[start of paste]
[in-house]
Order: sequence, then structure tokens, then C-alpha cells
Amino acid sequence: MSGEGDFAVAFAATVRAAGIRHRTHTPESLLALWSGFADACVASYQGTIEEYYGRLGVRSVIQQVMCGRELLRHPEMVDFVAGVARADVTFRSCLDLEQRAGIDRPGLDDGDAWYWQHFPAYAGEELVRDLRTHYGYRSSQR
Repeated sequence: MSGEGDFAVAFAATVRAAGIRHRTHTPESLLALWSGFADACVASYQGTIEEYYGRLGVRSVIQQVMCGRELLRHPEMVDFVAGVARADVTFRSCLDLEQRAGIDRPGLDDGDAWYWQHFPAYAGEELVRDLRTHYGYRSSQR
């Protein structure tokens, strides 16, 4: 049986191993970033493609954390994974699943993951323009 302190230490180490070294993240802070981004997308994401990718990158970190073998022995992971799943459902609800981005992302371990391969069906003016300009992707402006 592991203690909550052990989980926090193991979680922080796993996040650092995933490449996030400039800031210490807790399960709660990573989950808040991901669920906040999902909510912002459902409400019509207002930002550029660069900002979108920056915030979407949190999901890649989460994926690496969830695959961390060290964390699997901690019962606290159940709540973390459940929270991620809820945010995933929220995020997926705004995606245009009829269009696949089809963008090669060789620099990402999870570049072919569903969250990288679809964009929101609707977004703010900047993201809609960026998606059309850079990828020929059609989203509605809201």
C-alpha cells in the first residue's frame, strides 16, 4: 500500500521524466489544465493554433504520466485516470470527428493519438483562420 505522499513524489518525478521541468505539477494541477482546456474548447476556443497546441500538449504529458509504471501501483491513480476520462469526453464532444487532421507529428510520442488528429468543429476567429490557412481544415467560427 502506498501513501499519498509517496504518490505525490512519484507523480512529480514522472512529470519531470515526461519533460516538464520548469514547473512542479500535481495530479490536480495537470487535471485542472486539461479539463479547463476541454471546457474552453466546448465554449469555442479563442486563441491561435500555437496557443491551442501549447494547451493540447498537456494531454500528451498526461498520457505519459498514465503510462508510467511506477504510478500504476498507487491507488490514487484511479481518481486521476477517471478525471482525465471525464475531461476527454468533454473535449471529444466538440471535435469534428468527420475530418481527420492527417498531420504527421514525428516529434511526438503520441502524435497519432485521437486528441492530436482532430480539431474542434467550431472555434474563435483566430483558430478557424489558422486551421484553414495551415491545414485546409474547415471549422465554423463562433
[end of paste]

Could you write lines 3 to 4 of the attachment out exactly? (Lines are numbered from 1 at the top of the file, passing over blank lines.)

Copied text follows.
Amino acid sequence: MSGEGDFAVAFAATVRAAGIRHRTHTPESLLALWSGFADACVASYQGTIEEYYGRLGVRSVIQQVMCGRELLRHPEMVDFVAGVARADVTFRSCLDLEQRAGIDRPGLDDGDAWYWQHFPAYAGEELVRDLRTHYGYRSSQR
Repeated sequence: MSGEGDFAVAFAATVRAAGIRHRTHTPESLLALWSGFADACVASYQGTIEEYYGRLGVRSVIQQVMCGRELLRHPEMVDFVAGVARADVTFRSCLDLEQRAGIDRPGLDDGDAWYWQHFPAYAGEELVRDLRTHYGYRSSQR